REHOS Product Designs

trading the IP gained by the former R&D company Heat Recovery Micro Systems

Water pool power generation (REHOS Pond)

Looking closely at the RAW-Pump described before, you would notice that all the power developed by the turbine is utilized for driving the water pump. The water pump therefore carry a lot of hydraulic power, that would typically be needed for an agricultural irrigation water pump or a long distance water supply pump station. In other applications, however, some hydraulic power may need to be sacrificed to also generate some power in combination with the water pump, like in the sketch below. The percentage share of the load between hydraulic power or electrical power would, of course, only depend on the application for which it was designed for. The actual REHOS cycle providing power to a shaft stays exactly the same.  

A design used for a mine chiller underground for example, may want just enough hydraulic power to pump the cooler circulation water through the pipes and thermal radiators, but it would require a large amount of heat to be extracted from the water being pumped. In such a case a large percentage electricity may be generated, helping to remove energy from the water (chilling the water further) and providing this energy in the form of electricity for local underground lighting and ventilation fans.

 

Uses like long distance water pumping in a pump-station may need a large percentage of the power developed as hydraulic power, and a small amount of electricity to power the measurement and control equipment and maybe some lighting in the pump-station only. Such a pump-station would then be totally autarkic, with only water inlet and outlet, and no power cables, switchgear and expensive external electrical power to drive the pump-station.

In the RAW-Pump design, simplicity, with the minimum number of components as well as the minimum instrumentation provide an extremely low-cost solution to pumping applications, especially the smaller sizes, but it may be far from optimal. It would be perfect for smaller pumps of a few kW (eg. 1 - 50 kW) to for example 150 - 200 kW, but large machines, dedicated to power generation used in the utility electricity sizing of a few MW power generation would likely be designed more like the sketch below, with separated, dedicated high pressure ORC pump as well as a separate low pressure heat transformer circulation pump. Keeping these pumps separate also makes for easier control of the processes. The principles stay the same however......

Publication [22] on the download page, deal specifically with the economics of a REHOS cycle like this one sketched here, used for large utility-scale coal fired, wet cooled power stations for waste heat recovery from the cooling water. This cooling water exit the rankine cycle steam condensers at temperatures of anywhere between 35°C - 50°C and carry away more thermal energy than the actual power produced by the power station! A REHOS cycle power generator could easily produce electricity from this waste heat at an efficiency exceeding 50%, and sizing the cooling water heat recovery REHOS generators to a few MW would allow the phased (according to the annual budget) decarbonization of the power station. The phased approach represent a feasible de-carbonization process without leaving the utility with stranded assets, and guarantee the re-use of electrical infrastructure, human resources and gradual lowering of the real levelized cost of electricity (LCOE) for the power station and the utility. This option would prove extremely useful specifically for consultants and utility-scale project developers, as the global pressure for de-carbonization to mitigate global warming for utilities worldwide is escalating every day!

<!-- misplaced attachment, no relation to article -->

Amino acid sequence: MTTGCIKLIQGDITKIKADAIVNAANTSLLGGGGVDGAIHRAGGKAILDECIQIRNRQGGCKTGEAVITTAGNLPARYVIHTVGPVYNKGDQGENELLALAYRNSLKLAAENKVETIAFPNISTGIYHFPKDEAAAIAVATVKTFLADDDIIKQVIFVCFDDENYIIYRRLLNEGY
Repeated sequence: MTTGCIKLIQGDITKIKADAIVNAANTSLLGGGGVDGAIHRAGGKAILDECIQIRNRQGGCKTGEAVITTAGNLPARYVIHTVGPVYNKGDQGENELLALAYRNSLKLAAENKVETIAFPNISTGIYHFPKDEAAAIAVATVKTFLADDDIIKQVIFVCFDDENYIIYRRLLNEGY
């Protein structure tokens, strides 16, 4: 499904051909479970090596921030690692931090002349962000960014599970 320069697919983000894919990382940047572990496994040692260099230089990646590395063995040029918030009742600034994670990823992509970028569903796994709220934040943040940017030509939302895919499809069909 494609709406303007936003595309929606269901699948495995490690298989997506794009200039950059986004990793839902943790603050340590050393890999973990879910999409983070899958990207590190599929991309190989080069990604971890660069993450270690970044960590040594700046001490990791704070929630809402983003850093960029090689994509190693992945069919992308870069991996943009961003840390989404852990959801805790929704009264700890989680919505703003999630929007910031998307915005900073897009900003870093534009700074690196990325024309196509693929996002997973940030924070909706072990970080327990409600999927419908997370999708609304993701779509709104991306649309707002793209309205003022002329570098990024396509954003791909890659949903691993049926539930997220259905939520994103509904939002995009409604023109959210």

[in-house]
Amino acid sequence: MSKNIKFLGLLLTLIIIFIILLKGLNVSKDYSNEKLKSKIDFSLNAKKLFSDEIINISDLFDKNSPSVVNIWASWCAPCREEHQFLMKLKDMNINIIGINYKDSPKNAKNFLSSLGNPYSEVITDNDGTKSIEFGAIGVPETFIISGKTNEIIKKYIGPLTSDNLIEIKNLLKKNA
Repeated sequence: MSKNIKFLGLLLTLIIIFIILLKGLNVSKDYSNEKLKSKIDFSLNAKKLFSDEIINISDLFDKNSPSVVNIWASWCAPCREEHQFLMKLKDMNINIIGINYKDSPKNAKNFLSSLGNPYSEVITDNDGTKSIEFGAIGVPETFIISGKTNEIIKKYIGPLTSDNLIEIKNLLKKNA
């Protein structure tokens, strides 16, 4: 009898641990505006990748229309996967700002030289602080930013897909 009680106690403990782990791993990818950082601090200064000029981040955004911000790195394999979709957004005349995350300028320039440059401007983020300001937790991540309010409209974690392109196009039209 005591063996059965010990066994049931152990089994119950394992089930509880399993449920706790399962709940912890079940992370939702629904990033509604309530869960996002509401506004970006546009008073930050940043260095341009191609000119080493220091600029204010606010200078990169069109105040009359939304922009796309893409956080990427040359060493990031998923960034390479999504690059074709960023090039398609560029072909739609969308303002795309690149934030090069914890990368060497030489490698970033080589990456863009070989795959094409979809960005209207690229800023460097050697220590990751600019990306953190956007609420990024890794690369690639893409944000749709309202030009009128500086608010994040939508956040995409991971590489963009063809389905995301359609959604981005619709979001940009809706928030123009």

Obviously this type of modular add-on CW-heat-recovery-REHOS-generators may be added on to any existing large utility scale rankine cycle power block, eg. CSP, Nuclear, Coal-, oil- or gas fired power generation etc. 

A further example demonstrate the use of a 12kWe REHOS Generator coupled electrically into a micro-grid serving a home cluster of 8 - 10 residential buildings. The home cluster also have a recreational swimming pool of 60 000 liters covering a surface area of 60 m2 (6m x 10m pool). Lets assume the ambient temperature in daytime is 25°C , but the pool water temperature is slightly lower at 20°C.

Solar incidense in the area is low (for South Africa) DNI = 2000 kWh/m2.annum, implying the pool receive ~ 5.5 kWh/m2.day, totalling on average for the total pool solar receiver area 328.8 kWh/day absorbed into the water during the ~ 6 hour sunshine, each day.

The REHOS Generator circulate water through its heat exchangers continuously and deliver 12 kWe continuously to the microgrid, day and night. Energy converted to electricity is therefore 12 kW x 24 = 288 kWh per day. During the sunshine daytime, the solar heat supplement the pool heat, but during the dark 18 hours, the bulk pool thermal reservoir loose energy and cool down. The 216 kWh extracted by the REHOS Generator during the 18 dark hours and converted to electricity therefore cool the pool temperature by a calculated 3.1°C, easily made up again the next day when the sun is shining again. The swimming pool is therefore a huge thermal storage reservoir.

A very big advantage of this type of REHOS Pond thermal storage system, is that you have very little loss, as the heat reservoir temperature is below ambient, and environmental heat flow into the pool, not out!

The REHOS cycle have a large heat to power conversion efficiency, but that only influence the size of the heat exchanger (H/E) and the circulation water volume flow through it, but not the power delivered by the generator. Remember, any heat wasted by the REHOS due to inefficiency and losses, simply flow back as thermal energy  into the pool!